A night at the opera

Image credit: The Buskers Opera

Next month, for just over a week, Londoners will have the rare opportunity to see three productions of three versions of the same story, when The Beggar’s Opera, The Threepenny Opera and The Buskers Opera all coincide.

Why now?

I happened to be pondering this over a pint a few nights ago, and thought it was something worth looking into.

The story began with The Beggar’s Opera, written by John Gay in the 18th century. It was essentially the inspiration for the musical theatre format we know today, as it was designed as an “anti-opera” – taking out the grandiose pomp & style of opera and making it relevant to ordinary people. Its subject matter was topical, satirising the politics of the time, as well as highlighting the poverty, corruption & injustice people were increasingly facing. It centres around famed highwayman Macheath and his entanglements with the Peachums, as well as a wide variety of other characters. RADA students are set to put on a production to close their summer season this year.

Two centuries later, Elisabeth Hauptmann, Bertolt Brecht & Kurt Weill took the story and adapted it to make The Threepenny Opera. This version is set in Victorian London, with Macheath still as the central character who also goes by the name Mack the Knife. In keeping with the music of the time, its score is very much influenced by jazz. (I’m sure you’ve all heard one version of ‘Mack the Knife’ at one point or another, as it has become a jazz standard.) The content was hugely relevant at the time of its inception, with its focus on capitalism from a socialist perspective. The National Theatre has a forthcoming production, starring Rory Kinnear & Rosalie Craig.

And now, almost a century later, we are about to see The Buskers Opera. As with The Threepenny Opera, its story harks back to The Beggar’s Opera, but with a new book and score of its own by Dougal Irvine. In this version of events, Macheath is a busker who leads his own gang called ‘The Ninety Nine Percenters’ – a group of dissenters set on bringing down the people in power. Its context is the London 2012 Olympics and the oft-mentioned “legacy” it was supposed to leave behind.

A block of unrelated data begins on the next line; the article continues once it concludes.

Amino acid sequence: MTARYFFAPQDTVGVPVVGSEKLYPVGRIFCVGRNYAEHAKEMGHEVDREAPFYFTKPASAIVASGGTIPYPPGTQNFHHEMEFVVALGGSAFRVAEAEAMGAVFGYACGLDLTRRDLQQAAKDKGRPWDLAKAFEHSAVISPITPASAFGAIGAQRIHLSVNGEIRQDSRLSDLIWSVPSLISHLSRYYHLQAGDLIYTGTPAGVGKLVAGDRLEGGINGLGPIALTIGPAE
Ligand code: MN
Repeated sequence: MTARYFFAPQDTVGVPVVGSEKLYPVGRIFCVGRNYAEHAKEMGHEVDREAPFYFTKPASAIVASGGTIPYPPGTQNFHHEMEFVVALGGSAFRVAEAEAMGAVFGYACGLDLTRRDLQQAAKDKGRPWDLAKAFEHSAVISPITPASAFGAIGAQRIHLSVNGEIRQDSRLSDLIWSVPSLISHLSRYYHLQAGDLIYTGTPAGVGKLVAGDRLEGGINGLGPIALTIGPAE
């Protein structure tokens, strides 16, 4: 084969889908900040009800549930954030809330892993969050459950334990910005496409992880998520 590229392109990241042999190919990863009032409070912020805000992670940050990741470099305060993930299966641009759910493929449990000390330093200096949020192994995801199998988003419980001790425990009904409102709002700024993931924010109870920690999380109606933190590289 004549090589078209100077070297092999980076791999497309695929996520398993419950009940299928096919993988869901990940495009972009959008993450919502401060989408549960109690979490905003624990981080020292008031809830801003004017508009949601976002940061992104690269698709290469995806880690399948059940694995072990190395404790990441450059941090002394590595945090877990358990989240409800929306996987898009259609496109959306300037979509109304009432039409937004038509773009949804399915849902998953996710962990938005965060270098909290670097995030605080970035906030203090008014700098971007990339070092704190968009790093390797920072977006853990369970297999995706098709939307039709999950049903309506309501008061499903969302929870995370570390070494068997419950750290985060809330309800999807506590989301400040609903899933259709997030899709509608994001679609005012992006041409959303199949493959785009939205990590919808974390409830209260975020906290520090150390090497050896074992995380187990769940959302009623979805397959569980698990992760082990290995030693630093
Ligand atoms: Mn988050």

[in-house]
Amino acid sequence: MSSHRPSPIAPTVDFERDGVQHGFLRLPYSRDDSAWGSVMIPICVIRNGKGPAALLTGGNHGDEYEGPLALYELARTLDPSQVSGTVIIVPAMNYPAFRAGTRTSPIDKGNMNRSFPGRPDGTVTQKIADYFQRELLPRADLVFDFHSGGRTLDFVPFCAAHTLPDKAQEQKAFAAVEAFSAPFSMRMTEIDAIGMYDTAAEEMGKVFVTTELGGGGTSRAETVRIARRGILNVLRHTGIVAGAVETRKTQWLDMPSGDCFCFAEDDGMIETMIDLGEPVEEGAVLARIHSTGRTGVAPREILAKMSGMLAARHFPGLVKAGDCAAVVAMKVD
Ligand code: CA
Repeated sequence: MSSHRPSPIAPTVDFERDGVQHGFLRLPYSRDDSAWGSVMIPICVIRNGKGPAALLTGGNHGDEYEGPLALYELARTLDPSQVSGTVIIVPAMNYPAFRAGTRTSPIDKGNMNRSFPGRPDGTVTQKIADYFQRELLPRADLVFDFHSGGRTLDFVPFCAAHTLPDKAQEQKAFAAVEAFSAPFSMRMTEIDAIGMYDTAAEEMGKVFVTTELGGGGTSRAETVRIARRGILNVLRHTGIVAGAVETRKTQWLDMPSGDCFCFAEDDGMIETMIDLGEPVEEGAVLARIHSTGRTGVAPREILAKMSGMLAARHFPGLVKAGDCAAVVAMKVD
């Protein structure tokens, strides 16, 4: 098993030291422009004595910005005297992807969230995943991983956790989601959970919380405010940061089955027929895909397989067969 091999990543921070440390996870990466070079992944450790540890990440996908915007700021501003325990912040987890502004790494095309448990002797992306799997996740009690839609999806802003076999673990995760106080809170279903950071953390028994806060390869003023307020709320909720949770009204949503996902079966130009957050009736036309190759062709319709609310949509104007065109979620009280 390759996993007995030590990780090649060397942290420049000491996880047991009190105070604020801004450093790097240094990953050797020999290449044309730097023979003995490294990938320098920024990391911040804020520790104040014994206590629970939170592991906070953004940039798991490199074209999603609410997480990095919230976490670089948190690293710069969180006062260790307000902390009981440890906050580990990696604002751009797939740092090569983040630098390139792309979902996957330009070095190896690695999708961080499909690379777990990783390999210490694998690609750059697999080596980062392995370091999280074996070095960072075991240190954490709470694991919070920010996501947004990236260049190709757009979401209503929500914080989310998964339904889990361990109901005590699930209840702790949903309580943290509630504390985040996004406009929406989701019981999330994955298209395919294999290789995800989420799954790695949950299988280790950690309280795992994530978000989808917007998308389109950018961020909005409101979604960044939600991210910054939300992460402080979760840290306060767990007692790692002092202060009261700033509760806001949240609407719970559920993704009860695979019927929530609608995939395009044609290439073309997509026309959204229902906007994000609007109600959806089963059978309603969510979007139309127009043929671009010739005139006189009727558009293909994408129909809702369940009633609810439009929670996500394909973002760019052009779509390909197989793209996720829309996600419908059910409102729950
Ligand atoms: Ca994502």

The cast of The Buskers Opera in rehearsals
Photo credit: The Buskers Opera

Starring George Maguire & Lauren Samuels as Macheath & Polly Peachum, the show has already generated a huge amount of interest – and has even been tipped to transfer before a single public performance! Not only is it topical (notably performing around the time of the London mayoral election), but it has been living up to its socialist credentials in the run-up to its opening. A crowdfunding project raised £6,500 to help make the show more accessible – to people facing financial difficulties (via the ‘Art Matters: Pass It On’ ticket scheme) and to those who can find theatre trips uncomfortable (by putting on the first ever relaxed performance at the Park).

This show is the culmination of five years of development, and its introduction to the world could not be more timely.

The three productions overlapping is, of course, a coincidence – and a bittersweet one at that. We are in a time of austerity, homelessness in London has increased since the feel-good summer of 2012, and it often seems impossible to see a way out of it. So, in time-honoured fashion, we turn to the arts for distraction & hope…

The Buskers Opera runs from 28 April-4 June 2016 at the Park Theatre, The Threepenny Opera runs from 18 May-1 September 2016 at the National Theatre, The Beggar’s Opera runs from 26 May-4 June at RADA.

3 thoughts on “A night at the opera

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